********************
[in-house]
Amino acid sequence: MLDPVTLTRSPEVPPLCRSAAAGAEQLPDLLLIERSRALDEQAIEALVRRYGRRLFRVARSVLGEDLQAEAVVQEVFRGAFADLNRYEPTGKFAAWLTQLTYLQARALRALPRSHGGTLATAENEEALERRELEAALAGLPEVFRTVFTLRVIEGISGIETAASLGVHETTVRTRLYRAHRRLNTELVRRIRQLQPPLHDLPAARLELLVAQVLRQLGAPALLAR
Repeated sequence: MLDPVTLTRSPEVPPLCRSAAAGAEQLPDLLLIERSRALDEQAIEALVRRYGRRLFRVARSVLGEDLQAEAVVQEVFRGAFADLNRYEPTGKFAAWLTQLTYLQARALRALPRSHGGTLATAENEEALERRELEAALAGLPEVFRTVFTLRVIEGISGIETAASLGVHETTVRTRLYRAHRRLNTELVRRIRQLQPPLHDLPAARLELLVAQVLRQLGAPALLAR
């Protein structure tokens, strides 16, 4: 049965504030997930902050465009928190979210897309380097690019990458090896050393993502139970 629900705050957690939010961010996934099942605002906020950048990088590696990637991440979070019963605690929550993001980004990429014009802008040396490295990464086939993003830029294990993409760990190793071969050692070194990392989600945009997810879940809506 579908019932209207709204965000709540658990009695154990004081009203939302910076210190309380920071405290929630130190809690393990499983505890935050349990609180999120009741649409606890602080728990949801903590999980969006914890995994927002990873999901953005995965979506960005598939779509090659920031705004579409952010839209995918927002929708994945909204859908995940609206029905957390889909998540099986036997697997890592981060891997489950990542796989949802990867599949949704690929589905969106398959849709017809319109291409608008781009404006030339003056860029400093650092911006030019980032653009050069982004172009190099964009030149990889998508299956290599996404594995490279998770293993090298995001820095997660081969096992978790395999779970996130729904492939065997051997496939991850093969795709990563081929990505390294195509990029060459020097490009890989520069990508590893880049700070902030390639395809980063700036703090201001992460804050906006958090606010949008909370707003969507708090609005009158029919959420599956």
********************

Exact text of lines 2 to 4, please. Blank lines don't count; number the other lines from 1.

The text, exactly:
Amino acid sequence: MLDPVTLTRSPEVPPLCRSAAAGAEQLPDLLLIERSRALDEQAIEALVRRYGRRLFRVARSVLGEDLQAEAVVQEVFRGAFADLNRYEPTGKFAAWLTQLTYLQARALRALPRSHGGTLATAENEEALERRELEAALAGLPEVFRTVFTLRVIEGISGIETAASLGVHETTVRTRLYRAHRRLNTELVRRIRQLQPPLHDLPAARLELLVAQVLRQLGAPALLAR
Repeated sequence: MLDPVTLTRSPEVPPLCRSAAAGAEQLPDLLLIERSRALDEQAIEALVRRYGRRLFRVARSVLGEDLQAEAVVQEVFRGAFADLNRYEPTGKFAAWLTQLTYLQARALRALPRSHGGTLATAENEEALERRELEAALAGLPEVFRTVFTLRVIEGISGIETAASLGVHETTVRTRLYRAHRRLNTELVRRIRQLQPPLHDLPAARLELLVAQVLRQLGAPALLAR
């Protein structure tokens, strides 16, 4: 049965504030997930902050465009928190979210897309380097690019990458090896050393993502139970 629900705050957690939010961010996934099942605002906020950048990088590696990637991440979070019963605690929550993001980004990429014009802008040396490295990464086939993003830029294990993409760990190793071969050692070194990392989600945009997810879940809506 579908019932209207709204965000709540658990009695154990004081009203939302910076210190309380920071405290929630130190809690393990499983505890935050349990609180999120009741649409606890602080728990949801903590999980969006914890995994927002990873999901953005995965979506960005598939779509090659920031705004579409952010839209995918927002929708994945909204859908995940609206029905957390889909998540099986036997697997890592981060891997489950990542796989949802990867599949949704690929589905969106398959849709017809319109291409608008781009404006030339003056860029400093650092911006030019980032653009050069982004172009190099964009030149990889998508299956290599996404594995490279998770293993090298995001820095997660081969096992978790395999779970996130729904492939065997051997496939991850093969795709990563081929990505390294195509990029060459020097490009890989520069990508590893880049700070902030390639395809980063700036703090201001992460804050906006958090606010949008909370707003969507708090609005009158029919959420599956």